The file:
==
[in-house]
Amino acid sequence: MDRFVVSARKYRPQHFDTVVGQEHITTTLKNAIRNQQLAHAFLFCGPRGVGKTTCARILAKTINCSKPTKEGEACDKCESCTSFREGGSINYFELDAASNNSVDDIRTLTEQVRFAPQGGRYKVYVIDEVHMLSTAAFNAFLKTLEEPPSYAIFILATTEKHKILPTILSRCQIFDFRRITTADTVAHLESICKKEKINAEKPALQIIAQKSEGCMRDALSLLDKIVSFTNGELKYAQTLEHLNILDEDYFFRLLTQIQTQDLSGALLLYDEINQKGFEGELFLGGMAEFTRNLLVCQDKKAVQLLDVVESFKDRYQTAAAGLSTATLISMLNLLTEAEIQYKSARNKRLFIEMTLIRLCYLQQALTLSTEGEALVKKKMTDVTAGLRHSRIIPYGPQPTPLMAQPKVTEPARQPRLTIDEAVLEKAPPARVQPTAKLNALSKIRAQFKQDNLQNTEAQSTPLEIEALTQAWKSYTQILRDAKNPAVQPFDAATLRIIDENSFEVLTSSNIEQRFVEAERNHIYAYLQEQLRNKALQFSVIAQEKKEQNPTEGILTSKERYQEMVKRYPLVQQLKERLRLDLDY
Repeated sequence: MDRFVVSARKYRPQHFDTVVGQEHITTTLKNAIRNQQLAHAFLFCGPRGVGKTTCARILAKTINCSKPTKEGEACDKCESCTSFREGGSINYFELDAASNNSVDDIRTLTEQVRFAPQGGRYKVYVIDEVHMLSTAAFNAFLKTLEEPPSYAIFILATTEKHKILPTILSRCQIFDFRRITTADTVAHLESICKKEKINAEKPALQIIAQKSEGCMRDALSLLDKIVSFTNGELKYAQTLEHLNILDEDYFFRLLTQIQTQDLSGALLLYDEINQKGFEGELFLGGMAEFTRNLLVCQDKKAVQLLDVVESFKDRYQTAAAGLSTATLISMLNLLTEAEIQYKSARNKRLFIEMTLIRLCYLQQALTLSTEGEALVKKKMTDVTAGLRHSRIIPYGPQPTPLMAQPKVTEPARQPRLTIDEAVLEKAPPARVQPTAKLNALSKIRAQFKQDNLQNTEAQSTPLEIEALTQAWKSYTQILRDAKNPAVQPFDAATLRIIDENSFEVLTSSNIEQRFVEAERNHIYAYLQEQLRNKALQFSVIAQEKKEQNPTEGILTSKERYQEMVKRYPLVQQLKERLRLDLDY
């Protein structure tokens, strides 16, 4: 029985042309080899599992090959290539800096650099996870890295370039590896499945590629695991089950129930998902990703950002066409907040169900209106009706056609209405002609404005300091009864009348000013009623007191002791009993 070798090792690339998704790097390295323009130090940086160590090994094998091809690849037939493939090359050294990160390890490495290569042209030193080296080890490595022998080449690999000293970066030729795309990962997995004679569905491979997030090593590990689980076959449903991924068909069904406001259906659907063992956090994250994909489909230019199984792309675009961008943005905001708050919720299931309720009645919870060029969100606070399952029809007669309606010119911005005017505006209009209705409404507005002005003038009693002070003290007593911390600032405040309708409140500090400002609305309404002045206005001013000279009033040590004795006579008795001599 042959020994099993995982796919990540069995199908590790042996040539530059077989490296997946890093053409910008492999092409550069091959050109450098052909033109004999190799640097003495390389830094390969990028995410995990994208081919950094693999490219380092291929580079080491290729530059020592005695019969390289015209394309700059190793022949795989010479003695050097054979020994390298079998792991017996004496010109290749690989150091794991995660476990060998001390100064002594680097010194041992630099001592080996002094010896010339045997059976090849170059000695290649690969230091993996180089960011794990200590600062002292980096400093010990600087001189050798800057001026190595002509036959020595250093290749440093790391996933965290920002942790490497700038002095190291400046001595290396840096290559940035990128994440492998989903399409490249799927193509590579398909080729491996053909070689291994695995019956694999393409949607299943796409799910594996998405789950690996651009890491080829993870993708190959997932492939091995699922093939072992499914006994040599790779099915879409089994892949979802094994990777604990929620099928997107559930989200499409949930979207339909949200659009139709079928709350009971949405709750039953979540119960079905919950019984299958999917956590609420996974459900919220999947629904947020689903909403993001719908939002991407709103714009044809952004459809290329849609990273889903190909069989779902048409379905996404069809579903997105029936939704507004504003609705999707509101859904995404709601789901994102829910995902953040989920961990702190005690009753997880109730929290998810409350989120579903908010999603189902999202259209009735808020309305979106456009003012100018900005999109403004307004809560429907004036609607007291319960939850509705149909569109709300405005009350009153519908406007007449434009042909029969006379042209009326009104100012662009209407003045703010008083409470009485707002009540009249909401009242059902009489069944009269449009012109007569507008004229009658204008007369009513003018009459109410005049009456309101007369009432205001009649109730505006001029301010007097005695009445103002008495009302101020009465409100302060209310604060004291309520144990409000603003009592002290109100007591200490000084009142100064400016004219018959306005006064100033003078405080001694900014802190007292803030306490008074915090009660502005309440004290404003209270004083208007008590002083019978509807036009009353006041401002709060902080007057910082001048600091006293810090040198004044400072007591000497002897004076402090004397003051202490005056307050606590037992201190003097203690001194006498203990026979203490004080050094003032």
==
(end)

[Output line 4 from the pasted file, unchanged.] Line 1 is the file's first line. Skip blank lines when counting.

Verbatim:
């Protein structure tokens, strides 16, 4: 029985042309080899599992090959290539800096650099996870890295370039590896499945590629695991089950129930998902990703950002066409907040169900209106009706056609209405002609404005300091009864009348000013009623007191002791009993 070798090792690339998704790097390295323009130090940086160590090994094998091809690849037939493939090359050294990160390890490495290569042209030193080296080890490595022998080449690999000293970066030729795309990962997995004679569905491979997030090593590990689980076959449903991924068909069904406001259906659907063992956090994250994909489909230019199984792309675009961008943005905001708050919720299931309720009645919870060029969100606070399952029809007669309606010119911005005017505006209009209705409404507005002005003038009693002070003290007593911390600032405040309708409140500090400002609305309404002045206005001013000279009033040590004795006579008795001599 042959020994099993995982796919990540069995199908590790042996040539530059077989490296997946890093053409910008492999092409550069091959050109450098052909033109004999190799640097003495390389830094390969990028995410995990994208081919950094693999490219380092291929580079080491290729530059020592005695019969390289015209394309700059190793022949795989010479003695050097054979020994390298079998792991017996004496010109290749690989150091794991995660476990060998001390100064002594680097010194041992630099001592080996002094010896010339045997059976090849170059000695290649690969230091993996180089960011794990200590600062002292980096400093010990600087001189050798800057001026190595002509036959020595250093290749440093790391996933965290920002942790490497700038002095190291400046001595290396840096290559940035990128994440492998989903399409490249799927193509590579398909080729491996053909070689291994695995019956694999393409949607299943796409799910594996998405789950690996651009890491080829993870993708190959997932492939091995699922093939072992499914006994040599790779099915879409089994892949979802094994990777604990929620099928997107559930989200499409949930979207339909949200659009139709079928709350009971949405709750039953979540119960079905919950019984299958999917956590609420996974459900919220999947629904947020689903909403993001719908939002991407709103714009044809952004459809290329849609990273889903190909069989779902048409379905996404069809579903997105029936939704507004504003609705999707509101859904995404709601789901994102829910995902953040989920961990702190005690009753997880109730929290998810409350989120579903908010999603189902999202259209009735808020309305979106456009003012100018900005999109403004307004809560429907004036609607007291319960939850509705149909569109709300405005009350009153519908406007007449434009042909029969006379042209009326009104100012662009209407003045703010008083409470009485707002009540009249909401009242059902009489069944009269449009012109007569507008004229009658204008007369009513003018009459109410005049009456309101007369009432205001009649109730505006001029301010007097005695009445103002008495009302101020009465409100302060209310604060004291309520144990409000603003009592002290109100007591200490000084009142100064400016004219018959306005006064100033003078405080001694900014802190007292803030306490008074915090009660502005309440004290404003209270004083208007008590002083019978509807036009009353006041401002709060902080007057910082001048600091006293810090040198004044400072007591000497002897004076402090004397003051202490005056307050606590037992201190003097203690001194006498203990026979203490004080050094003032």